Utilizing daily data for a single station (Downtown Los Angeles), a previous exploratory analysis delved into this question (Fisk, 2004), employing two properties (“shape”, i.e., the correlation coefficient) and (“spread”, i.e., the covariance coefficient). These were an adaptation of concepts originally described by Yarnal (1993) which involved Linear Principal Components Analysis. It turned out that the above calculations could be conducted as a Principal Components Analysis problem, a somewhat unconventional, labor-saving, but valid application of a PCA. The approach identified years that qualified as the most “extreme” in pattern, through referencing of first component correlation and covariance loadings’ statistics, both individually and in the 2-D sense. Follow-up studies, also using the PCA approach, examined Downtown Los Angeles daily mean temperature modes for selected calendar months (Fisk, 2007), and extreme patterns in LAX hourly temperatures, also for a specified calendar months (Fisk, 2012).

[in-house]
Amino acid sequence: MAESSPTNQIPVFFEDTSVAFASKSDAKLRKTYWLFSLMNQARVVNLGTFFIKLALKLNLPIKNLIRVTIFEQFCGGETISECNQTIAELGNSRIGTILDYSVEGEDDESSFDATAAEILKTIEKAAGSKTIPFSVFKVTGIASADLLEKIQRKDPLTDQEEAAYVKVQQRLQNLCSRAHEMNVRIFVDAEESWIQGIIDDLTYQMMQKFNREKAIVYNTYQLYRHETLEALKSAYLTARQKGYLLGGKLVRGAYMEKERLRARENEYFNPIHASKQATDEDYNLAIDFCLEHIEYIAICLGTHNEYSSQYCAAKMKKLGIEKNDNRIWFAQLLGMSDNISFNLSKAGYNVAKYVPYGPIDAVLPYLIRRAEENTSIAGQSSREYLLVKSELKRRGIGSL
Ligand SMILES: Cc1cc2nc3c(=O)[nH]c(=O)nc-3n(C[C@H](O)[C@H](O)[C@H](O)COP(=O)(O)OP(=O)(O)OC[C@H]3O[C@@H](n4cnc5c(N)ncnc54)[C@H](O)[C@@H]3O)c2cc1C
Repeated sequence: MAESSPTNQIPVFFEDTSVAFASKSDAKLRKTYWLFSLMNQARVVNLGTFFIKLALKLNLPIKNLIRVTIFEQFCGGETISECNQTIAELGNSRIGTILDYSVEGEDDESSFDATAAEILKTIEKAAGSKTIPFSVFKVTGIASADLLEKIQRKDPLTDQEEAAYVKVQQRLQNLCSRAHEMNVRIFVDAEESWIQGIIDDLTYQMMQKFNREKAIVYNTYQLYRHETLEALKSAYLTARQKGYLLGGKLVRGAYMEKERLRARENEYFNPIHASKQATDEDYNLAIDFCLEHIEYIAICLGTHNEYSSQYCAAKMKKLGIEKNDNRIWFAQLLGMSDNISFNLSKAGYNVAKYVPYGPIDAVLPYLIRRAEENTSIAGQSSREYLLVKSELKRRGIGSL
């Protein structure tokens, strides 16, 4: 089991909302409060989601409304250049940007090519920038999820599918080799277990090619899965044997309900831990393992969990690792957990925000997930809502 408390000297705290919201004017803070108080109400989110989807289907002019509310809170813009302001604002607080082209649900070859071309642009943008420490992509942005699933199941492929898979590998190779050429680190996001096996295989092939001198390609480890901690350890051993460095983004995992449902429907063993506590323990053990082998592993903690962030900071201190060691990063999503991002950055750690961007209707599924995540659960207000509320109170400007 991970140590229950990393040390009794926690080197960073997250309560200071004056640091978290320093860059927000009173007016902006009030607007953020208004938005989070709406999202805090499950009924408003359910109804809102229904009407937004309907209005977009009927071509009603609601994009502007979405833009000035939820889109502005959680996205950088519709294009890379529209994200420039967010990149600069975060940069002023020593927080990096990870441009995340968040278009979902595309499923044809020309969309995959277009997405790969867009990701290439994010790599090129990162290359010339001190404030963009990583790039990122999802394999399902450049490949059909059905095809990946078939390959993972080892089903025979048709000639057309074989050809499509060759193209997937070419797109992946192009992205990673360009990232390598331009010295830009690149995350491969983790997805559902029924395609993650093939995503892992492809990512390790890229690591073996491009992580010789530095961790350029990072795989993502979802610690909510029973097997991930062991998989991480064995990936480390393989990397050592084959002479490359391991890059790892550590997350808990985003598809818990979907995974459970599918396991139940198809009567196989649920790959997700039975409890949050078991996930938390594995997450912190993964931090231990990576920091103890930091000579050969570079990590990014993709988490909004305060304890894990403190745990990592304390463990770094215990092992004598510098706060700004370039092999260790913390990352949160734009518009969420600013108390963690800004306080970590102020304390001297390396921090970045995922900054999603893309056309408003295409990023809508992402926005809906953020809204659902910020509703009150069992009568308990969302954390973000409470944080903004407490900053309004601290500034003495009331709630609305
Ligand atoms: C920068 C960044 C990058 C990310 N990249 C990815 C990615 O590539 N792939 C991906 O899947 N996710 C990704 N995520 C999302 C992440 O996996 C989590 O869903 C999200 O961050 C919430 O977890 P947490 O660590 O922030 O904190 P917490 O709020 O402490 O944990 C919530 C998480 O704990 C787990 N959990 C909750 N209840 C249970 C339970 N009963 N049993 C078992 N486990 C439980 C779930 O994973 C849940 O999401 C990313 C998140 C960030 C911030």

Returning to daily max/min calendar year data, this investigation expands the scope to multiple stations in the Western U.S., identifying and comparing the most extreme calendar year patterns in the combined 2-D shape/spread sense (as evaluated by their relative point positions on 2-D confidence ellipsoids). In a typical calendar year max/min application, first component PCA results, as indicated by the very high eigenvalue magnitudes and percent of variance explained, describe an overwhelming portion of the variance, but for a few select stations, recently identified, second and even third component results display eigenvalue confidence interval bands that include the eigenvalue magnitude of one, the minimum threshold for “original variable” status - these examples could not have been identified by a means other than PCA. In a daily max/min temperature application, first components’ statistics describe adherence to patterns that are first harmonic in form. Second and third component patterns, in those few significant cases, conform in a general sort of way to second and third harmonic forms, the agreement most visible for certain sub-portions of the year. Results will include floating-bar graphs, by station, for those years that qualified as the most “extreme" in the first component sense, and also, when applicable, of those second and third component cases.